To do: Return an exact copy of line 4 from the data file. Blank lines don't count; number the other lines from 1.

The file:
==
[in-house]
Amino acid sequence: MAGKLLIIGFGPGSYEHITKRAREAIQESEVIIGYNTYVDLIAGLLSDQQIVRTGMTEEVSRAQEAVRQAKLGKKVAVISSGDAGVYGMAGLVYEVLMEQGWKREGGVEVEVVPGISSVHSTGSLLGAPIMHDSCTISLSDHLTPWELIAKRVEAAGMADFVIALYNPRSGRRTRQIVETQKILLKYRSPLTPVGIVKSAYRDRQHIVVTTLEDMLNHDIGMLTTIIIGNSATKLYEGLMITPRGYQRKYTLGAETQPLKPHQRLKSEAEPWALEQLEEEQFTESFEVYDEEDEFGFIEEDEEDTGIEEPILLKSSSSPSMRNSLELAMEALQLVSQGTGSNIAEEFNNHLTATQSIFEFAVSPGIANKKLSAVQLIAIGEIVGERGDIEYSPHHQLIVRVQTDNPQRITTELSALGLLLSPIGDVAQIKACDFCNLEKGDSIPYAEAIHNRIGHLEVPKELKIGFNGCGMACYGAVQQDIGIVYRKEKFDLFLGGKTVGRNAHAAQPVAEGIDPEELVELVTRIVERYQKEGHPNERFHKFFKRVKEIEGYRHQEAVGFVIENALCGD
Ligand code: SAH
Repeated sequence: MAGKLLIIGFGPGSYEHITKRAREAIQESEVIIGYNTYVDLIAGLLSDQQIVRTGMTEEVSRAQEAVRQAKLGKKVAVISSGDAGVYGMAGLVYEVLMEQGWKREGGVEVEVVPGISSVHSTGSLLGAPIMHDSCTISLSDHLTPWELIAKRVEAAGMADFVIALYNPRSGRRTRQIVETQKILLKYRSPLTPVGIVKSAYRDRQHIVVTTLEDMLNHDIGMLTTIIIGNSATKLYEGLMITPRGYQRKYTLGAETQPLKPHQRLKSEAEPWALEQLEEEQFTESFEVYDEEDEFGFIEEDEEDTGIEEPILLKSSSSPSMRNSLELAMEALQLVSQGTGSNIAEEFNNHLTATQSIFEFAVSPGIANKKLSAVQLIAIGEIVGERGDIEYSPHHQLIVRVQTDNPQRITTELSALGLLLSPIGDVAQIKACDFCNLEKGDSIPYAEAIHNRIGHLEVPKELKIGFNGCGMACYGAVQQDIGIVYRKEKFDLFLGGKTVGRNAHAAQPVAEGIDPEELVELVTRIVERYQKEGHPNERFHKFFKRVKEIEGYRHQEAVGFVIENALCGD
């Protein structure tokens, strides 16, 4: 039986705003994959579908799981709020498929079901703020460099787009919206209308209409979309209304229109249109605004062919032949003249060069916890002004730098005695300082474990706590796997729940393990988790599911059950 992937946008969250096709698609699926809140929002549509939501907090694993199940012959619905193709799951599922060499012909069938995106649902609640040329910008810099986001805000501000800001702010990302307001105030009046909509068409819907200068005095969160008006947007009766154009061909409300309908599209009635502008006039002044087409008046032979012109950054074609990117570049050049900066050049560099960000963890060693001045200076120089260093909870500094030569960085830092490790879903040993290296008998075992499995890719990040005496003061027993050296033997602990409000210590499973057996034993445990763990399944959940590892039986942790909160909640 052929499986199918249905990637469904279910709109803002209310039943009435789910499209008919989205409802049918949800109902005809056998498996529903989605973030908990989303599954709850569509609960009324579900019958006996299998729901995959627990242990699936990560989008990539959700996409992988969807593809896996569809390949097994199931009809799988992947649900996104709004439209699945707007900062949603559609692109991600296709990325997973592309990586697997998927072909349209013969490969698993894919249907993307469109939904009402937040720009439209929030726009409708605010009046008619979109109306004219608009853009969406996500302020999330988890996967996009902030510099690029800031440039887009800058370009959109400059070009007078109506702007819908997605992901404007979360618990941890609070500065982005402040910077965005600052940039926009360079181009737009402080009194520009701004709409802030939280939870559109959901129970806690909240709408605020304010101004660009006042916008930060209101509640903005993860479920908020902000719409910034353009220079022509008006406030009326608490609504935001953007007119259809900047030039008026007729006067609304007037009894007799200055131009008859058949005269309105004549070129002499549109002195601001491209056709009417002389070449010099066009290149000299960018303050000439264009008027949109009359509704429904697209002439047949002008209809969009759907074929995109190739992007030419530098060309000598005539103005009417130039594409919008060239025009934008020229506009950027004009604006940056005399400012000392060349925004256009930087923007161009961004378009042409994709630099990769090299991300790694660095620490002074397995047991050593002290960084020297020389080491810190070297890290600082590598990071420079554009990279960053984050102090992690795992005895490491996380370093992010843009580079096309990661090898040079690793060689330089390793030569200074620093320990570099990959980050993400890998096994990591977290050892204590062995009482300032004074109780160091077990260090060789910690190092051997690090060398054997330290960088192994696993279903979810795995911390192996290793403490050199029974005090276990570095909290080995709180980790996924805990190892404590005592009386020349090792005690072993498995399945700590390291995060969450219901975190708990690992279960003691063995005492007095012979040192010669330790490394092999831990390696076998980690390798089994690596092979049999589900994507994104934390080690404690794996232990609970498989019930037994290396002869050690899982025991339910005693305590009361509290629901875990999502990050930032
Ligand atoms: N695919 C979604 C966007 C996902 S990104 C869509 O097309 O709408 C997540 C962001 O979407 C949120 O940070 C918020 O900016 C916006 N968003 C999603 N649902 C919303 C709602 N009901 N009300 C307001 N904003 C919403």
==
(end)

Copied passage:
Repeated sequence: MAGKLLIIGFGPGSYEHITKRAREAIQESEVIIGYNTYVDLIAGLLSDQQIVRTGMTEEVSRAQEAVRQAKLGKKVAVISSGDAGVYGMAGLVYEVLMEQGWKREGGVEVEVVPGISSVHSTGSLLGAPIMHDSCTISLSDHLTPWELIAKRVEAAGMADFVIALYNPRSGRRTRQIVETQKILLKYRSPLTPVGIVKSAYRDRQHIVVTTLEDMLNHDIGMLTTIIIGNSATKLYEGLMITPRGYQRKYTLGAETQPLKPHQRLKSEAEPWALEQLEEEQFTESFEVYDEEDEFGFIEEDEEDTGIEEPILLKSSSSPSMRNSLELAMEALQLVSQGTGSNIAEEFNNHLTATQSIFEFAVSPGIANKKLSAVQLIAIGEIVGERGDIEYSPHHQLIVRVQTDNPQRITTELSALGLLLSPIGDVAQIKACDFCNLEKGDSIPYAEAIHNRIGHLEVPKELKIGFNGCGMACYGAVQQDIGIVYRKEKFDLFLGGKTVGRNAHAAQPVAEGIDPEELVELVTRIVERYQKEGHPNERFHKFFKRVKEIEGYRHQEAVGFVIENALCGD